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What can I do after I learn Java? A guide for the greenest newbie software developers

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If you are just starting to learn Java or are still thinking about which programming language to learn, this article is for you. Finding motivation is much easier when you know your end goal. In the vast world of IT, it is easy to become bewildered — there's a veritable ocean of specializations and positions. To stave off any confusion, we're going to talk about the four most popular areas of software development and show you which technologies you need to master. We hope this information will help you choose your career path. What can I do after I learn Java? A guide for the greenest newbie software developers - 1

Backend developer

A backend developer deals with the parts of the application/website/software "under the hood.” And that encompasses a lot of different tasks. This type of development work is about creating an operational "server-application-database" combination by writing code that runs on the server, whether on-site or in the cloud. Backend developers are responsible for the logic, proper operation, and good performance of the application. What can I do after I learn Java? A guide for the greenest newbie software developers - 2

Technology stack

Java, MySQL, Hibernate libraries, Spring and Spring MVC frameworks, Docker containerization software, and cloud services — AWS, Google Cloud, Azure, Heroku.

Backend developer tasks

  • Design architecture.
  • Structure website.
  • Implement platform and core functions.
  • Write algorithms.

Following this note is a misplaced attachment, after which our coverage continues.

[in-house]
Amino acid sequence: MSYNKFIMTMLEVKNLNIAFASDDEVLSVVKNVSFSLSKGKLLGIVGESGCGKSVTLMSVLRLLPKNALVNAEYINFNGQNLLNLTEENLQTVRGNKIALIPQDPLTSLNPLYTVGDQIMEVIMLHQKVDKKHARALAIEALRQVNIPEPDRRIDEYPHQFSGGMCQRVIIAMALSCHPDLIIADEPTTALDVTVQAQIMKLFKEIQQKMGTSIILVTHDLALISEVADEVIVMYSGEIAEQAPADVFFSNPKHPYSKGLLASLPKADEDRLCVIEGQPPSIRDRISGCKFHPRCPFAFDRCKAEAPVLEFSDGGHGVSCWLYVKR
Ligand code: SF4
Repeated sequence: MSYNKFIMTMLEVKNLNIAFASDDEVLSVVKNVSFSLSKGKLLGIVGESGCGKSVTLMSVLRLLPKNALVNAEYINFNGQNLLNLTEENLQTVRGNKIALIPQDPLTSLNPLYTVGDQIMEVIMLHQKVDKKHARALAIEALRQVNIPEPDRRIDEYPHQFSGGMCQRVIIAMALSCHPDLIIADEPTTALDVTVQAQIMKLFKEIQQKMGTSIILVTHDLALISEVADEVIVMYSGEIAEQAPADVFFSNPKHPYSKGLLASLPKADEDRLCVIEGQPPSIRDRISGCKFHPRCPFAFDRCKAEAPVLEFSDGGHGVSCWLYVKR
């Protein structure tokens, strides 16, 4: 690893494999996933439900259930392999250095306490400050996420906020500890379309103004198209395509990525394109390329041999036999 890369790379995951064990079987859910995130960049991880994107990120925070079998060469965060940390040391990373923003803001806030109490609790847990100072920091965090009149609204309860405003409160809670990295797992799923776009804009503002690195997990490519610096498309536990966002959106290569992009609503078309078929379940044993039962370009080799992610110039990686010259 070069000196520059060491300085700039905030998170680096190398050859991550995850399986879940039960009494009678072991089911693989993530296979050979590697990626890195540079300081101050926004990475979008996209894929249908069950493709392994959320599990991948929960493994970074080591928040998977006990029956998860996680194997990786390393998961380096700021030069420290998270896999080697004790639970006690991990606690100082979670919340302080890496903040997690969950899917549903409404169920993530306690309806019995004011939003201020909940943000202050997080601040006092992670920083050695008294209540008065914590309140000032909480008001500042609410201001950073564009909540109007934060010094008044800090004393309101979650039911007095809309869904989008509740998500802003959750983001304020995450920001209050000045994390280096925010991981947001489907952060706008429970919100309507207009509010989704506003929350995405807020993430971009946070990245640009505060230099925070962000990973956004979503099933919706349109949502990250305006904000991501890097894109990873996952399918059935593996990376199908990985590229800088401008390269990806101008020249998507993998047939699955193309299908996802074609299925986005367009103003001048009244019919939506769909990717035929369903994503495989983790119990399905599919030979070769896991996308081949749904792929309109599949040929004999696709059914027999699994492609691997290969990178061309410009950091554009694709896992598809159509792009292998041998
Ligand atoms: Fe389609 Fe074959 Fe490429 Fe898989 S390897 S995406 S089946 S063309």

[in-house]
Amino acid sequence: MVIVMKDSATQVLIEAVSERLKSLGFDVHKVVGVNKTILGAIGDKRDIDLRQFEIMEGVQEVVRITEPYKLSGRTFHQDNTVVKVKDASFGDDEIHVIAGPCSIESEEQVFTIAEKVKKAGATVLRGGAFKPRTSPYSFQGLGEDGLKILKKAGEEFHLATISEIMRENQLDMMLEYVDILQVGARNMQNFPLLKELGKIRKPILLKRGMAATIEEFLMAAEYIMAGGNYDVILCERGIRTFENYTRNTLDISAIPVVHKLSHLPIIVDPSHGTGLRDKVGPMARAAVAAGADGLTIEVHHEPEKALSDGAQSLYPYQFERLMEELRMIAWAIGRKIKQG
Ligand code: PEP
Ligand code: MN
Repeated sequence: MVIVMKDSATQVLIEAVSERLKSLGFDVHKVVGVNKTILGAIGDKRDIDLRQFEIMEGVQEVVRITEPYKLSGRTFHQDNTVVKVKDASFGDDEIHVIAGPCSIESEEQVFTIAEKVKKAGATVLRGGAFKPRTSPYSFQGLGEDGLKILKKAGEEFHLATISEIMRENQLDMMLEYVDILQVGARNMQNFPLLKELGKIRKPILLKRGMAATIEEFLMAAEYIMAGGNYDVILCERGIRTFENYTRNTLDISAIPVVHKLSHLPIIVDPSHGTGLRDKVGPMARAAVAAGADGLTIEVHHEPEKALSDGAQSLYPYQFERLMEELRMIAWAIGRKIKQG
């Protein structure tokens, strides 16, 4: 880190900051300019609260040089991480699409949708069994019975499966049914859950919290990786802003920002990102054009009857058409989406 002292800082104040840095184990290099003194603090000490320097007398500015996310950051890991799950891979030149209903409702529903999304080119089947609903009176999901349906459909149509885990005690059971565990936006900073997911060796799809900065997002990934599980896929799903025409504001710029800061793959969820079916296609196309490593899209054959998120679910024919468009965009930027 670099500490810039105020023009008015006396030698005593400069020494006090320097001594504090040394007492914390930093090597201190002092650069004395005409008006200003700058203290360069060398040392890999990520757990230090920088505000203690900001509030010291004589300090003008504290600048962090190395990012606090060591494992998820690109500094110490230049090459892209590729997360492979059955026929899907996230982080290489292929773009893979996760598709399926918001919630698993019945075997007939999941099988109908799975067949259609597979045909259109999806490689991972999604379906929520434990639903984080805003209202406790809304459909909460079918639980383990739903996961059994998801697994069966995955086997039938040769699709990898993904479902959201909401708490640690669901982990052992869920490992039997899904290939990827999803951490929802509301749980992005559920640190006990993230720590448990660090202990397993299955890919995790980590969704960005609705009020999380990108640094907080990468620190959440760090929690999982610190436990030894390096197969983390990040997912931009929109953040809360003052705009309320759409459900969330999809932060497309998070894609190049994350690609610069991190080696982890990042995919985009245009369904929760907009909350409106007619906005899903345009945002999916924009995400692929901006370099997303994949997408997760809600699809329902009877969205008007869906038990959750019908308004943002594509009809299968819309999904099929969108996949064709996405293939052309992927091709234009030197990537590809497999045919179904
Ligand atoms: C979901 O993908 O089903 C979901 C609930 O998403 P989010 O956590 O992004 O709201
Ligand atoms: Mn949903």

According to Glassdoor, the average salary for a backend dev in the US is about $113,000 annually. Those at the bottom end of the salary distribution earn $67,000, while those at the upper end can pull in $190,000. But according to, the average annual salary of a backend developer is even higher, between $104,127 and $124,366.

Frontend developer

A frontend developer is in charge of the visual part of a website, application, or software. Don't confuse this role with a layout designer — a frontend developer's responsibilities are much wider. Frontend devs not only handle the layout, but also "bring to life" the visual design through pop-up windows, wires up buttons as needed, and interacts with the server side of the application. To work as a frontend developer, you need to master languages such as HTML, CSS, and JavaScript. Your knowledge of Java will provide the necessary foundation to understand object-oriented programming. In time, a person with frontend development skills can retrain as a backend developer and then as a full-stack developer. So there is room for continued growth. What can I do after I learn Java? A guide for the greenest newbie software developers - 3